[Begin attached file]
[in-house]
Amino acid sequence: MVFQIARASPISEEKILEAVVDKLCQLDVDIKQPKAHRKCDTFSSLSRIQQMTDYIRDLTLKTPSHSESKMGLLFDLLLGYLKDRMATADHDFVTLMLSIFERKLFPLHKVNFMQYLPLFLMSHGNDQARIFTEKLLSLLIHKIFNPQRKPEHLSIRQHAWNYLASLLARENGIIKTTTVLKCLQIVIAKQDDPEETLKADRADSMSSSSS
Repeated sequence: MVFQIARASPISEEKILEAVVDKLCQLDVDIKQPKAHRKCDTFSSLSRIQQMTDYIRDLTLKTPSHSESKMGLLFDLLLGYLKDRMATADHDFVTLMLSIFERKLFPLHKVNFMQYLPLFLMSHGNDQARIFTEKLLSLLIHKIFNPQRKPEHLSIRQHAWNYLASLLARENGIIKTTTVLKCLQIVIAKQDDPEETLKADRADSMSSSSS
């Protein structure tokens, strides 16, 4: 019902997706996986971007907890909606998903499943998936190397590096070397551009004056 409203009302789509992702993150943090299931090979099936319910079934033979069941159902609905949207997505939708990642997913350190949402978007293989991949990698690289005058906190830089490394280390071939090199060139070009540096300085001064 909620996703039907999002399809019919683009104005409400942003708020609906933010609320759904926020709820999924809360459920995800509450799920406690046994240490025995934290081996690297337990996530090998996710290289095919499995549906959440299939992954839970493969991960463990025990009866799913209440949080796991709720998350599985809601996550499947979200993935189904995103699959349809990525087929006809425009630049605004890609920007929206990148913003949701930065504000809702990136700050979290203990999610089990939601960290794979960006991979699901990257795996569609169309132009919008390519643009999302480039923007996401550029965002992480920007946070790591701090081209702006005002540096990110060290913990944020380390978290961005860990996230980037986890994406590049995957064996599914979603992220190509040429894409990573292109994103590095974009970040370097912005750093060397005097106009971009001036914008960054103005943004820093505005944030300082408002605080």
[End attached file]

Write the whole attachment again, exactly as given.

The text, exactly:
[in-house]
Amino acid sequence: MVFQIARASPISEEKILEAVVDKLCQLDVDIKQPKAHRKCDTFSSLSRIQQMTDYIRDLTLKTPSHSESKMGLLFDLLLGYLKDRMATADHDFVTLMLSIFERKLFPLHKVNFMQYLPLFLMSHGNDQARIFTEKLLSLLIHKIFNPQRKPEHLSIRQHAWNYLASLLARENGIIKTTTVLKCLQIVIAKQDDPEETLKADRADSMSSSSS
Repeated sequence: MVFQIARASPISEEKILEAVVDKLCQLDVDIKQPKAHRKCDTFSSLSRIQQMTDYIRDLTLKTPSHSESKMGLLFDLLLGYLKDRMATADHDFVTLMLSIFERKLFPLHKVNFMQYLPLFLMSHGNDQARIFTEKLLSLLIHKIFNPQRKPEHLSIRQHAWNYLASLLARENGIIKTTTVLKCLQIVIAKQDDPEETLKADRADSMSSSSS
């Protein structure tokens, strides 16, 4: 019902997706996986971007907890909606998903499943998936190397590096070397551009004056 409203009302789509992702993150943090299931090979099936319910079934033979069941159902609905949207997505939708990642997913350190949402978007293989991949990698690289005058906190830089490394280390071939090199060139070009540096300085001064 909620996703039907999002399809019919683009104005409400942003708020609906933010609320759904926020709820999924809360459920995800509450799920406690046994240490025995934290081996690297337990996530090998996710290289095919499995549906959440299939992954839970493969991960463990025990009866799913209440949080796991709720998350599985809601996550499947979200993935189904995103699959349809990525087929006809425009630049605004890609920007929206990148913003949701930065504000809702990136700050979290203990999610089990939601960290794979960006991979699901990257795996569609169309132009919008390519643009999302480039923007996401550029965002992480920007946070790591701090081209702006005002540096990110060290913990944020380390978290961005860990996230980037986890994406590049995957064996599914979603992220190509040429894409990573292109994103590095974009970040370097912005750093060397005097106009971009001036914008960054103005943004820093505005944030300082408002605080």